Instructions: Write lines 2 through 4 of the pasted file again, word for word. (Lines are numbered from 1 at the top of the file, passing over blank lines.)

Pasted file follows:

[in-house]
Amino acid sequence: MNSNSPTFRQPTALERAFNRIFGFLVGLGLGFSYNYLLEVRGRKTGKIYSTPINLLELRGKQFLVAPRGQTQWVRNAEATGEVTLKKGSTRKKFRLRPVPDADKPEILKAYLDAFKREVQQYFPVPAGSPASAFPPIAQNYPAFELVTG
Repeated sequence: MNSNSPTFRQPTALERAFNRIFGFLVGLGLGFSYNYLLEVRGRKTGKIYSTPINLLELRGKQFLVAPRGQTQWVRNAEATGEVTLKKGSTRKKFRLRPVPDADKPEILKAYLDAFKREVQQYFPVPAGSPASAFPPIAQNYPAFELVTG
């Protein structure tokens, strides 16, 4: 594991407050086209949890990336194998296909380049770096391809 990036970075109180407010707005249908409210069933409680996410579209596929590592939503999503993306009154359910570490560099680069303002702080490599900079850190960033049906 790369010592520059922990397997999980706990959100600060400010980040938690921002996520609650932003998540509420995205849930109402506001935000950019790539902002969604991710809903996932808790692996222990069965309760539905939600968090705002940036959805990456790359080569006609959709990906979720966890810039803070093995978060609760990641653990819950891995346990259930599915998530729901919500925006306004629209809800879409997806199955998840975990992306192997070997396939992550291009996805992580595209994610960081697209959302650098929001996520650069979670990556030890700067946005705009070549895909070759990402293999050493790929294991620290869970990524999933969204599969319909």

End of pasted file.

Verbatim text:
Amino acid sequence: MNSNSPTFRQPTALERAFNRIFGFLVGLGLGFSYNYLLEVRGRKTGKIYSTPINLLELRGKQFLVAPRGQTQWVRNAEATGEVTLKKGSTRKKFRLRPVPDADKPEILKAYLDAFKREVQQYFPVPAGSPASAFPPIAQNYPAFELVTG
Repeated sequence: MNSNSPTFRQPTALERAFNRIFGFLVGLGLGFSYNYLLEVRGRKTGKIYSTPINLLELRGKQFLVAPRGQTQWVRNAEATGEVTLKKGSTRKKFRLRPVPDADKPEILKAYLDAFKREVQQYFPVPAGSPASAFPPIAQNYPAFELVTG
């Protein structure tokens, strides 16, 4: 594991407050086209949890990336194998296909380049770096391809 990036970075109180407010707005249908409210069933409680996410579209596929590592939503999503993306009154359910570490560099680069303002702080490599900079850190960033049906 790369010592520059922990397997999980706990959100600060400010980040938690921002996520609650932003998540509420995205849930109402506001935000950019790539902002969604991710809903996932808790692996222990069965309760539905939600968090705002940036959805990456790359080569006609959709990906979720966890810039803070093995978060609760990641653990819950891995346990259930599915998530729901919500925006306004629209809800879409997806199955998840975990992306192997070997396939992550291009996805992580595209994610960081697209959302650098929001996520650069979670990556030890700067946005705009070549895909070759990402293999050493790929294991620290869970990524999933969204599969319909």